20 Aug 2018

Tyres pollution: Some collectors ignore disposal rules

10:04 am on 20 August 2018

Fees are already in place to ensure an environmentally friendly disposal of tyres but some collectors end up dumping them on others or into landfill, the Vehicle Imports Association boss says.

Old car tyres. (File)

Tyres are not always being disposed of correctly, an industry boss says. Photo: 123rf

Yesterday Eugenie Sage announced a work programme to tackle waste by looking at options to better manage waste going into landfills, how to improve gathering of data on waste and options to expand product stewardship schemes.

The Greens were asking the public whether the current levy of $10 per tonne on waste taken to landfills should be higher.

Vehicle Imports Association chief executive David Vinsen told Morning Report the government needed to declare end-of-life tyres a priority product under the product stewardship legislation to help solve the issue.

"As soon as they do that industry is ready to turn the switch and get on with it."

He said at the moment people who replace their tyres pay a $4 or $5 fee to the retailer for the collection and disposal of the tyre in a an environmentally friendly way.

However, that was not happening and instead it ended up being a battle between whoever was dumped on and the council, he said.

"[The tyres] get dumped in landfill or there's all sorts of worse rorts; they rent an empty warehouse and fill it up with tyres and then walk away and leave the poor owner to dispose of it. Or as they did in Waikato, they just dump it on some land and that the farmer is unaware of - and in one particular case well over a million tyres were stored on some farm property without the farmers' knowledge."

He said those cases of illegal dumping were "corruption and theft".

However, he said he was frustrated to hear of another working group, when work was already done by the last government under MP Nick Smith.

"We spent a lot of time and money on it - various associations and businesses. It wasn't an easy or comfortable initiative to get together.

"I cannot understand the need to go back and reinvent the wheel. It's all sitting ready to go. All they have to do is say 'yes, used tyres are a priority product' - which means a lot of legislative support comes around that definition."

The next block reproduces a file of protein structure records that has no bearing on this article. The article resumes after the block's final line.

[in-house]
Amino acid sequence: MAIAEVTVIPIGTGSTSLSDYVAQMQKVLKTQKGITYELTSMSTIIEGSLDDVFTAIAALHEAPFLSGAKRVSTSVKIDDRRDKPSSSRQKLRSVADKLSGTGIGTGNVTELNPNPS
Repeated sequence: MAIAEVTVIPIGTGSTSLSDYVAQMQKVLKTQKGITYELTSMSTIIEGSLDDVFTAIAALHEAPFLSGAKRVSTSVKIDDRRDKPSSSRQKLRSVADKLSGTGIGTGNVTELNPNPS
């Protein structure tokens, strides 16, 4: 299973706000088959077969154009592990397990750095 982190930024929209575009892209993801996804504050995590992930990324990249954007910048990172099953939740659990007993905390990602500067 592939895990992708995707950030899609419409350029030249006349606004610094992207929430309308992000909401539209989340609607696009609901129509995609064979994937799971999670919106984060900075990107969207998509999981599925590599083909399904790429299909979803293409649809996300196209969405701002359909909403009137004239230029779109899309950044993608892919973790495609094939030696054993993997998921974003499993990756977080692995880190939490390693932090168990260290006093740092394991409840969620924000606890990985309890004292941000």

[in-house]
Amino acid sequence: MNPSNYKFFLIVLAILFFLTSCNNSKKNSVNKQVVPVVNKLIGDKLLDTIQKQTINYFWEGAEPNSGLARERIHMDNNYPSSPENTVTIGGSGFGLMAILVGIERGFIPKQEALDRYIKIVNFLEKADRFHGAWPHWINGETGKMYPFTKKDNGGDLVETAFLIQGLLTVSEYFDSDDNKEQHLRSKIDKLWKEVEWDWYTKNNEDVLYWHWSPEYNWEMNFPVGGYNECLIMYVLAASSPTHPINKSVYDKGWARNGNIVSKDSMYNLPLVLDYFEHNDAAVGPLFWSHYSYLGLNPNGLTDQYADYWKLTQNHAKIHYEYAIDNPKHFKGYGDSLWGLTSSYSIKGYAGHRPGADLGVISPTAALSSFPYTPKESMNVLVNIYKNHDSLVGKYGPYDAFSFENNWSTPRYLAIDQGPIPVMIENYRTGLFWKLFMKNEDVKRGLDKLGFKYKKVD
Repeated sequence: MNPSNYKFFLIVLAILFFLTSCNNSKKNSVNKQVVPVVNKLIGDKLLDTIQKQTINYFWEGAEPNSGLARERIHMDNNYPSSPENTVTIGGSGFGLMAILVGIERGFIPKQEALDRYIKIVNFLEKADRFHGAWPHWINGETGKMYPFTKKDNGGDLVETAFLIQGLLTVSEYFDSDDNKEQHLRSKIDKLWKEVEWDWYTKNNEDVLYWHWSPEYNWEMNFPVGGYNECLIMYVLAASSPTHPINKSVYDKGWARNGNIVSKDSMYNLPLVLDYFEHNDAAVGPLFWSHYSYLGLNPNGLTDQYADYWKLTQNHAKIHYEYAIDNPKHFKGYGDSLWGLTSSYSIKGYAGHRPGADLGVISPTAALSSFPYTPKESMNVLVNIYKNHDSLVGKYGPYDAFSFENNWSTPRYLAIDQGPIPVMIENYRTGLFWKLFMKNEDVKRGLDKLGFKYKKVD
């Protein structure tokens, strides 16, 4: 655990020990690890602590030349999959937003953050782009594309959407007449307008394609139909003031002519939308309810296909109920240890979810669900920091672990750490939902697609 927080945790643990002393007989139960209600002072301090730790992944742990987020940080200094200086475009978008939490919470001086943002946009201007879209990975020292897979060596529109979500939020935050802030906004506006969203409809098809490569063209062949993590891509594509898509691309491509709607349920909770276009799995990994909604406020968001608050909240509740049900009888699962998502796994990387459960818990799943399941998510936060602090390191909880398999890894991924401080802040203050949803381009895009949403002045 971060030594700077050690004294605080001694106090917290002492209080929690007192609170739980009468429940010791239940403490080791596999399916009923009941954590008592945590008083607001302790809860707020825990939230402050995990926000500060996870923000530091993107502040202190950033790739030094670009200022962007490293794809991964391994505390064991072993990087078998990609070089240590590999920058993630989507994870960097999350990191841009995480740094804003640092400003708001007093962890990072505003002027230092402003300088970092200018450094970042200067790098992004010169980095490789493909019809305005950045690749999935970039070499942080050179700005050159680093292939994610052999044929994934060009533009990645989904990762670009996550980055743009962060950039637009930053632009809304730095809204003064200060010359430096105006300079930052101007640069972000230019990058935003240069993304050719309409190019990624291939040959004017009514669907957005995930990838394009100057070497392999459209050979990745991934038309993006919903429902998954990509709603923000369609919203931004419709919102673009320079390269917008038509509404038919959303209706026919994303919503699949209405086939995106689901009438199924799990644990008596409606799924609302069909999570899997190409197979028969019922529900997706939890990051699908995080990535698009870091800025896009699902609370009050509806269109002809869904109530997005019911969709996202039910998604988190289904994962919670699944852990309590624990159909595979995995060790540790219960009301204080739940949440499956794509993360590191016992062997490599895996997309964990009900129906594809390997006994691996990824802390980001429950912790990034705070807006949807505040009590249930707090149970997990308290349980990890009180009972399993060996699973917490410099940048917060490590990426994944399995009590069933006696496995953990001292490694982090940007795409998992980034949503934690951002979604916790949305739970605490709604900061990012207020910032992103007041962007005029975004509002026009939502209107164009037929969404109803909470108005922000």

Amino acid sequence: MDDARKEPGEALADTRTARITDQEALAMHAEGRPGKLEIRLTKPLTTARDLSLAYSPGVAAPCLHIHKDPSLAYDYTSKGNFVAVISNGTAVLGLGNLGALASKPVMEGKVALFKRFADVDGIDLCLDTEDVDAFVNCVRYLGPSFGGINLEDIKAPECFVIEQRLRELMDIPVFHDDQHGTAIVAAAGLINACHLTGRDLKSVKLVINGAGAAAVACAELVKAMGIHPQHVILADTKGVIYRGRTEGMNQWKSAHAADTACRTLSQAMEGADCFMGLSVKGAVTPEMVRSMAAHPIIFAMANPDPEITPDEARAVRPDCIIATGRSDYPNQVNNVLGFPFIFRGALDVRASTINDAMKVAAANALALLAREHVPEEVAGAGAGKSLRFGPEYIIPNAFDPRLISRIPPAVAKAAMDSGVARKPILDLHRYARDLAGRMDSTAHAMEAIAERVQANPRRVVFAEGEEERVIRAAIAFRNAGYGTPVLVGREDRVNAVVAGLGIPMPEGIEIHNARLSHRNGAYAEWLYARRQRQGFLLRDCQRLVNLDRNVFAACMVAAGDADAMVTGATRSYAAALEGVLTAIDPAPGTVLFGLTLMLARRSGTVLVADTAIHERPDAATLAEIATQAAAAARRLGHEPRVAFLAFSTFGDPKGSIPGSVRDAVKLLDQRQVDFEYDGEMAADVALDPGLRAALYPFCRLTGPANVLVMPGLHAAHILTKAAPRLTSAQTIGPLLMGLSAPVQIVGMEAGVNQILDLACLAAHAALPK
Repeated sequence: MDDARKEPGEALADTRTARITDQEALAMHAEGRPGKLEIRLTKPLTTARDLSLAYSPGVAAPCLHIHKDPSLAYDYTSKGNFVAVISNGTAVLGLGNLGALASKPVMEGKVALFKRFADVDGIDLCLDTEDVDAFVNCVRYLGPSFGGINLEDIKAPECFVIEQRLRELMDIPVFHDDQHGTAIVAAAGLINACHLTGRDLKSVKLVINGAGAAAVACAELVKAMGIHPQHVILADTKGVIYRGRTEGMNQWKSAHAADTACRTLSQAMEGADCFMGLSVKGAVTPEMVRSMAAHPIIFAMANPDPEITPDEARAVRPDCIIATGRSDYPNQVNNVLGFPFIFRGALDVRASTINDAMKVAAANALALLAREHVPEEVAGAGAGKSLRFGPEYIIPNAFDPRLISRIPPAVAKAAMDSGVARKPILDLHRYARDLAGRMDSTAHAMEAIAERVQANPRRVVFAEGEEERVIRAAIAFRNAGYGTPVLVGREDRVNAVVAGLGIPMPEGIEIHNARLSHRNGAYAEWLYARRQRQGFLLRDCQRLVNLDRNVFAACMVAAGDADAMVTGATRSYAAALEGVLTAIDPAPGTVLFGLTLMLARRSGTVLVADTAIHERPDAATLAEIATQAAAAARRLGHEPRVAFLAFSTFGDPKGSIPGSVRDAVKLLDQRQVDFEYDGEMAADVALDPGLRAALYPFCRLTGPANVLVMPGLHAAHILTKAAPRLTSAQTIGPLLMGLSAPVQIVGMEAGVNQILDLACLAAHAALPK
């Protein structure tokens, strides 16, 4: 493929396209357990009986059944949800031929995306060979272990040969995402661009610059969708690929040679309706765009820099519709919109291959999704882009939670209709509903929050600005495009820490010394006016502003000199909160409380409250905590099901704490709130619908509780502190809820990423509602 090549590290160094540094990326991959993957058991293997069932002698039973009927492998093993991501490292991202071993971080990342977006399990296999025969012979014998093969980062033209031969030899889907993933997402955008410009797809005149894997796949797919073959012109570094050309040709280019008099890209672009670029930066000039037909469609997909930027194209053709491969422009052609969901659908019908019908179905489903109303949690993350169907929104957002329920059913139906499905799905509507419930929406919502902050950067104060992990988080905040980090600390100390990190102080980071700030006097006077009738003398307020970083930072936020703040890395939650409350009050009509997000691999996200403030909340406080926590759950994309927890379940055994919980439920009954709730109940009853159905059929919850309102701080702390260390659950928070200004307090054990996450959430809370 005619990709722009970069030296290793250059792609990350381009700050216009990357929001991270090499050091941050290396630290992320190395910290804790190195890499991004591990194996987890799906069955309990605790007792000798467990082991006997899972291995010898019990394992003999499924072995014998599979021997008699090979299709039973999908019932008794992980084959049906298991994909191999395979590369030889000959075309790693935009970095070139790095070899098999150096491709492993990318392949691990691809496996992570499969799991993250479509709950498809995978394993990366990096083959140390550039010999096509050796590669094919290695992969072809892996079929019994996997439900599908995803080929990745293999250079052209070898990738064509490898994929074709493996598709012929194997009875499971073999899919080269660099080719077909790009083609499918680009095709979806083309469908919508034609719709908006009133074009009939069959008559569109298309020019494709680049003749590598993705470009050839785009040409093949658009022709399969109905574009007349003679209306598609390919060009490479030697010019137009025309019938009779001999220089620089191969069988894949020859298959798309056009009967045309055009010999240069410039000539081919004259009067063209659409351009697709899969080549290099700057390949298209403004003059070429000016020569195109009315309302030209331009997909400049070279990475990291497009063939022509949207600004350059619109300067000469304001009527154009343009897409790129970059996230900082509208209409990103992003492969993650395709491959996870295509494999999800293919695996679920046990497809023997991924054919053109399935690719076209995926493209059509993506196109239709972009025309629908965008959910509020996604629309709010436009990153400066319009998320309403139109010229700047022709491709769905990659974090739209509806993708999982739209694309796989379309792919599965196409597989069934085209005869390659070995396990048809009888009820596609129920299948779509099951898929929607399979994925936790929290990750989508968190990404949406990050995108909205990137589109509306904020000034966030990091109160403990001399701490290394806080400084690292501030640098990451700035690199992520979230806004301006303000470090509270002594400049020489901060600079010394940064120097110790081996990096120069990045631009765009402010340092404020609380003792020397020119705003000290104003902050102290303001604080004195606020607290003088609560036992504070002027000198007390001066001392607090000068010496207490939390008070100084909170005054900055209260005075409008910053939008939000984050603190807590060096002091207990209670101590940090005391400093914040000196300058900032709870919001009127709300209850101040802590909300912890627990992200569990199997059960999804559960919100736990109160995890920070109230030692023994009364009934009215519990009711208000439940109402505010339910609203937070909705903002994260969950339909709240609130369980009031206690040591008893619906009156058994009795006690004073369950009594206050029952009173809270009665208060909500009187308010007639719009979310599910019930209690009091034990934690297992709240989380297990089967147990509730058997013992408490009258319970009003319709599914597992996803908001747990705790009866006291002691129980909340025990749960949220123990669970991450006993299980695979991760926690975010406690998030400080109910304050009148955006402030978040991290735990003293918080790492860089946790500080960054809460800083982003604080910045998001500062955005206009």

Green Party co-leader Marama Davidson told Morning Report that at this stage the commitment was a comprehensive plan which included extended to the levy to another 400 landfills.

"For far too long over 10 years there's been nothing really done in this space and New Zealanders are really concerned about that.

She said the party aimed to put some waste responsibility back on producers and manufacturers.

"It's about steering the world and the economy towards having responsibility for what you produce so that a levy would go into how do we would recycle and reuse it better and how do we want to support businesses who want to help us recycle things"

While some criticised the move saying it might lead to more illegal dumping, Ms Davidson said she was aware of those concerns too.

"I'm very aware of those perhaps unintended consequences ... that's why we have to look at carefully and come up with as robust a plan as possible to steer us away from those unintended consequences."

National Party leader Simon Bridges fields media questions before heading into the House.

National Party leader Simon Bridges says the Greens' commitment on waste levy is pretty vague at the moment. Photo: VNP / Daniela Maoate-Cox

Following on yesterday's announcement, National's Environment spokesperson Scott Simpson said in a press release that the "Greens have been forced to swallow a number of dead rats already".

"Now Labour and NZ First have sent them off to their annual conference with nothing new to announce but reviews and working groups," the press release read.

"A potential massive increase to the actual levy rate is just another tax which will hurt New Zealand households."

However, Mr Bridges told Morning Report his party was not against product stewardship but the commitment from the Greens was vague at the moment.

"You've got here some vague words about what they may or may not do, working groups to work out what may happen. Let's see what the detail is and we'll go from there.

"I'm making it clear to you though with the books as they are with the money this government has a legacy from hard work of New Zealanders I don't think they need any [more] taxes.

"At the moment, we've got $2.2 billion more. If they get their priorities right with the billions of dollars in taxes that they are levying currently, I don't see a need for them to have tier-tax."

When asked whether how this compared to taxpayers' money being used for an inquiry - which Mr Bridges had demanded - into a leak into his expenses, he said the two cases involved different proportions of sums.

"A small number of thousands of dollars on a investigation versus a tax nationwide - I'm sure many millions of dollars - are very different things," Mr Bridges said.

"We don't know ultimately what the sort of costs involved are".

However, he said that the inquiry was worth spending money on.

"I think ultimately New Zealanders will appreciate that it is important for Members of Parliament and, therefore ultimately, for them that we have faith in the system."

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